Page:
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Is the Pope Catholic?

From the New York Times, one of those classic letters to the editor that lead one to wonder whether it's serious or meant to be a parody of New York-style liberalism (eighth letter down):

To the Editors:

While I am not a Catholic, I am disturbed that Cardinal Joseph Ratzinger, now Pope Benedict XVI, issued a Vatican document in 2000, "Dominus Jesus," which said the Roman Catholic Church was the only true path to salvation and declared that other faiths were "gravely deficient."

This is a divisive comment and one that will certainly give other religions considerable consternation.

While I am not a Catholic either, I am amused that someone would feel "consternation" -- correction, "considerable consternation" -- that the leader of a religion might actually have the temerity to insist that said religion is actually the correct one.

Does the author of this letter -- who, it should come as no surprise to learn, is from New York -- realize that Ratzinger was not a government official, but a church official? It seems as if liberals have gone from promoting the separation of church and state to promoting the separation of church and religion. It's apparently one thing for a religious tradition to hold that it is more valid than others -- but g-d forbid (pun intended) that the leaders of the church actually still hold to those religious traditions. Churches, are apparently there to promote New Age/Rodney King values of tolerance and understanding, not to teach truth.

Frankly, I'm not a big fan of religion -- but I don't understand why people who claim to be religious decry everything that makes up religion. If they want to be atheists, they should have the guts to say that they're atheists, rather than trying to turn religion into a lowest-common denominator self-help book.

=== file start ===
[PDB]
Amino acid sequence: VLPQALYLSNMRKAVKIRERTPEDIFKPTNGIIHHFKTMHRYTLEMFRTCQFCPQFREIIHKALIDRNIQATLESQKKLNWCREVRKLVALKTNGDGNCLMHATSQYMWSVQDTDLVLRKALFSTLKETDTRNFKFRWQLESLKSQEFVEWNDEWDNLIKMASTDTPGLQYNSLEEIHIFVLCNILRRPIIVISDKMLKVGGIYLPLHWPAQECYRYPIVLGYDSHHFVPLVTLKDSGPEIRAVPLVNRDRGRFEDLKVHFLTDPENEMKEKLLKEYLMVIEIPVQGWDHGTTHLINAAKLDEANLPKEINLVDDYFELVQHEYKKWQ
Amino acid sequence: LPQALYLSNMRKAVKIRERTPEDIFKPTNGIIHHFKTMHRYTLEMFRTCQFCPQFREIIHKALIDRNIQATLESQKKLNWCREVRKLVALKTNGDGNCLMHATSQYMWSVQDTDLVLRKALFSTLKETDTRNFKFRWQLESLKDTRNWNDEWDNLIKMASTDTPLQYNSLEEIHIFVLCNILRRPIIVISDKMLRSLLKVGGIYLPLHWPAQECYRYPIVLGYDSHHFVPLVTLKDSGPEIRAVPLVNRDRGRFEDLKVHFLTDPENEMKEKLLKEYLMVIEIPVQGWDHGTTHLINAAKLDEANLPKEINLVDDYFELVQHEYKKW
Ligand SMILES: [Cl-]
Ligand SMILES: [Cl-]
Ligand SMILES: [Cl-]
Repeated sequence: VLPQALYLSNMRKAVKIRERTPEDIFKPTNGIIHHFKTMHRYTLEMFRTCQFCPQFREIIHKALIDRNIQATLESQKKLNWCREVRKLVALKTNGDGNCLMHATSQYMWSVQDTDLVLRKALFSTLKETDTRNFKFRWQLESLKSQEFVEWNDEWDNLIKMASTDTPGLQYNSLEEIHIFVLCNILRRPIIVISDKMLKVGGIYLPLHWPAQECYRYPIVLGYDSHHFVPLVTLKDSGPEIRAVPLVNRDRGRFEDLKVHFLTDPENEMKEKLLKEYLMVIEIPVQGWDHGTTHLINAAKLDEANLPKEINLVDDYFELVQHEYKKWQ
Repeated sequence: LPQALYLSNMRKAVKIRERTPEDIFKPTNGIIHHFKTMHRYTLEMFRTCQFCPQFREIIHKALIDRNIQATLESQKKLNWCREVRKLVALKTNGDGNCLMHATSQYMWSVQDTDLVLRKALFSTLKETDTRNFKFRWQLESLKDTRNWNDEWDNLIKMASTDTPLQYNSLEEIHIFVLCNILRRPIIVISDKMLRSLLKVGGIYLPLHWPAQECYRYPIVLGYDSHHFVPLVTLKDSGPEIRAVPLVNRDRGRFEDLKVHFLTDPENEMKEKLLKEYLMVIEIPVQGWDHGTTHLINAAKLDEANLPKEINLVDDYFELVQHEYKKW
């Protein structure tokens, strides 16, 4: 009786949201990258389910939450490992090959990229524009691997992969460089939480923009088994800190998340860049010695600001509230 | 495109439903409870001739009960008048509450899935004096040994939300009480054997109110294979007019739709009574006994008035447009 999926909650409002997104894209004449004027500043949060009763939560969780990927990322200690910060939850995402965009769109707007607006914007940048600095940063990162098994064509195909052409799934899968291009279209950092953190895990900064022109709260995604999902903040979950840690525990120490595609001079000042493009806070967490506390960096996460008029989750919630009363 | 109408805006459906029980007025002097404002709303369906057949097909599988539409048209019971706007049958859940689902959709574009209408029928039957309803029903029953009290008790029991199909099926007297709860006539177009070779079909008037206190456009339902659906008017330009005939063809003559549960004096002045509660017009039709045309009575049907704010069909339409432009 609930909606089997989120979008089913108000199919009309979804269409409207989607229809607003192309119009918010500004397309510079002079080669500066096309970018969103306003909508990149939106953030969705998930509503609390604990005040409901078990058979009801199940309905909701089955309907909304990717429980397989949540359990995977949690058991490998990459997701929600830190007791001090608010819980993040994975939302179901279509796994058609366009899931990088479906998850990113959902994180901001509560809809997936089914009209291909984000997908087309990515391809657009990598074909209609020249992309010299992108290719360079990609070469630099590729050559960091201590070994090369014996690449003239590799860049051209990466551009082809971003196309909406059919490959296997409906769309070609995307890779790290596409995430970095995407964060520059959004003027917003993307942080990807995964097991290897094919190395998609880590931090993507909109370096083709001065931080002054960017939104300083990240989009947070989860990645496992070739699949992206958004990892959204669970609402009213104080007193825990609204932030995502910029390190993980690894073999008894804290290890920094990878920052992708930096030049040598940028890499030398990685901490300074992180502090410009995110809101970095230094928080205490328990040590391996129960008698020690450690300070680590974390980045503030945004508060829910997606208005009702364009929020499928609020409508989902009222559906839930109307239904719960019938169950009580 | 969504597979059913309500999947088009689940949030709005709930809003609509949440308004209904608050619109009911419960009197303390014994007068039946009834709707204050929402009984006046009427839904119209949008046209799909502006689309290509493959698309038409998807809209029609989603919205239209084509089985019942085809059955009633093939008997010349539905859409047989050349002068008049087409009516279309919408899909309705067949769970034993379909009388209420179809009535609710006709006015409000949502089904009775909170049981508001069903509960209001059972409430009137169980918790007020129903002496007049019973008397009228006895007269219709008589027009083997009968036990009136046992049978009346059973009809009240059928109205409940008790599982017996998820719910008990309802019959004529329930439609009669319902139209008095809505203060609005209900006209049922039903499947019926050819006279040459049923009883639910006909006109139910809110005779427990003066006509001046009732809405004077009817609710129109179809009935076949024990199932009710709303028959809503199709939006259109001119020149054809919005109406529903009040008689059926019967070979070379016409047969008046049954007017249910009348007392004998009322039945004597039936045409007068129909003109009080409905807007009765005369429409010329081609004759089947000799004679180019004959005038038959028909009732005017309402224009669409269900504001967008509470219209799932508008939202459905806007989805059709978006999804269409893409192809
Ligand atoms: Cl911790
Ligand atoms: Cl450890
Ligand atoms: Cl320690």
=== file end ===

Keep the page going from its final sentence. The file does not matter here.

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Comments (6)


David, there is a difference between saying that you feel "considerable consternation" by the pope's remarks, and saying that you are "disturbed" by a pope who would make remarks that will cause other religions "considerable consternation." The concern doesn't seem to be that the pope is too religious; it's that he isn't diplomatic enough.

Now, maybe that concern is misplaced, maybe nobody will really feel considerable consternation, but I don't think it's really a concern that needs to be mocked or is somehow emblematic of a great trend among liberals/New Yorkers.


I think what David is trying to say is he can't imagine that even a Jew, or a Moslem, or a Presbyterian would feel consternation at learning that another religion believed it was Right. After all, if the Pope said that Mohammad was Right, he wouldn't be Catholic - by definition! I agree, however, that the New Yorker stereotype was a low blow, though perhaps he meant it that way. In the end, I, as a Catholic, am nearly overcome by pride that this humble and unworthy man (Benedict XVI) has taken on such significance. He is no Christ, but I believe that by his stripes many will be healed.

The concern doesn't seem to be that the pope is too religious; it's that he isn't diplomatic enough.

Dave, that's not how I interpret it -- I think Peter's first two sentences encompass my interpretation -- but I think your interpretation would make the letter writer look almost as silly. Leaving aside that he wasn't Pope when he said it, the Pope is not a diplomat; he's the head of the church. How can he not say that the church is the only true path to salvation? It's a basic tenet of the church.

The New Yorker line wasn't meant as an insult ("Stupid New Yorker") so much as it was meant as an observation that a New Yorker would view religion in such a narrow fashion. It's not really limited to New York, of course. The discussion came up last year in the election campaign: in the Northeast, religion is more of a personal, individual matter; it's something one does (if at all) on Sundays, weddings, and funerals. It's okay to belong to a particular religion out of family tradition, or because one likes a particular minister -- but to really believe that this religion is right and the others are wrong? That's just not done.

Didn't you once talk about being the first Jewish pope on the Orioles mailing list?

Good memory.

March 7, 2001. I suggested that a .500 season for the Orioles in 2001 was about as likely as me being the first Jewish pope.

(For the record, they finished 63-98.)

Seriously though, your point is an excellent one. In any other discipline you'd be hard pressed to find people agitating for greater flexibility in including people who didn't believe in the tenets of that discipline. You wouldn't want to engage a doctor who didn't believe in the scientific method or a lawyer who rejected the constitution. (Maybe these aren't perfect analogies but I think they're close.) Yet in matters of faith so many are willing to demand greater flexibility of those who subscribe most persistently to that faith.


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